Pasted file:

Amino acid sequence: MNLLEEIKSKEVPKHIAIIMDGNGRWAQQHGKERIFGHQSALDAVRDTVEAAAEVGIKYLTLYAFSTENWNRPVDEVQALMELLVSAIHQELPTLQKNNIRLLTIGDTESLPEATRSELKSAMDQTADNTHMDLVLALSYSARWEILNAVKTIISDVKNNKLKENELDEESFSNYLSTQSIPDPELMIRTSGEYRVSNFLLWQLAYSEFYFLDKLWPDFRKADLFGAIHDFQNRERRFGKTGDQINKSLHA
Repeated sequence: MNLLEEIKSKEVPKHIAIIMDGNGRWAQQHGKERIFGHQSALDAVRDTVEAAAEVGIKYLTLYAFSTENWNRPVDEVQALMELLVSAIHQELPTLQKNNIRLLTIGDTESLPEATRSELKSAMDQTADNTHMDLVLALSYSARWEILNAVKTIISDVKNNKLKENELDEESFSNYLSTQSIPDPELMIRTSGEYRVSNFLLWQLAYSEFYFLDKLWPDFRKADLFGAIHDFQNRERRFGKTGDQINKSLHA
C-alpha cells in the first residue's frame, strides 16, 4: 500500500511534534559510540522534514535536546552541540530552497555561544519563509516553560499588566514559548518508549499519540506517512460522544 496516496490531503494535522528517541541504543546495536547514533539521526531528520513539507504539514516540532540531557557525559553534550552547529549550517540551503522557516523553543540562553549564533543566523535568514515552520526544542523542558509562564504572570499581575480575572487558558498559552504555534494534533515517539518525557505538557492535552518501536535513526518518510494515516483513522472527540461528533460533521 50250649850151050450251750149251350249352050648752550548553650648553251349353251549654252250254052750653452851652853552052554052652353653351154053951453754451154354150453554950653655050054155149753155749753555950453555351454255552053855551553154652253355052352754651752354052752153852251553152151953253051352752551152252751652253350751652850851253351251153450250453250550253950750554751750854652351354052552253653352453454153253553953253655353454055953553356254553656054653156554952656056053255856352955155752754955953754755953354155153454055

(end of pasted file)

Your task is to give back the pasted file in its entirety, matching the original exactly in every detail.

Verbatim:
Amino acid sequence: MNLLEEIKSKEVPKHIAIIMDGNGRWAQQHGKERIFGHQSALDAVRDTVEAAAEVGIKYLTLYAFSTENWNRPVDEVQALMELLVSAIHQELPTLQKNNIRLLTIGDTESLPEATRSELKSAMDQTADNTHMDLVLALSYSARWEILNAVKTIISDVKNNKLKENELDEESFSNYLSTQSIPDPELMIRTSGEYRVSNFLLWQLAYSEFYFLDKLWPDFRKADLFGAIHDFQNRERRFGKTGDQINKSLHA
Repeated sequence: MNLLEEIKSKEVPKHIAIIMDGNGRWAQQHGKERIFGHQSALDAVRDTVEAAAEVGIKYLTLYAFSTENWNRPVDEVQALMELLVSAIHQELPTLQKNNIRLLTIGDTESLPEATRSELKSAMDQTADNTHMDLVLALSYSARWEILNAVKTIISDVKNNKLKENELDEESFSNYLSTQSIPDPELMIRTSGEYRVSNFLLWQLAYSEFYFLDKLWPDFRKADLFGAIHDFQNRERRFGKTGDQINKSLHA
C-alpha cells in the first residue's frame, strides 16, 4: 500500500511534534559510540522534514535536546552541540530552497555561544519563509516553560499588566514559548518508549499519540506517512460522544 496516496490531503494535522528517541541504543546495536547514533539521526531528520513539507504539514516540532540531557557525559553534550552547529549550517540551503522557516523553543540562553549564533543566523535568514515552520526544542523542558509562564504572570499581575480575572487558558498559552504555534494534533515517539518525557505538557492535552518501536535513526518518510494515516483513522472527540461528533460533521 50250649850151050450251750149251350249352050648752550548553650648553251349353251549654252250254052750653452851652853552052554052652353653351154053951453754451154354150453554950653655050054155149753155749753555950453555351454255552053855551553154652253355052352754651752354052752153852251553152151953253051352752551152252751652253350751652850851253351251153450250453250550253950750554751750854652351354052552253653352453454153253553953253655353454055953553356254553656054653156554952656056053255856352955155752754955953754755953354155153454055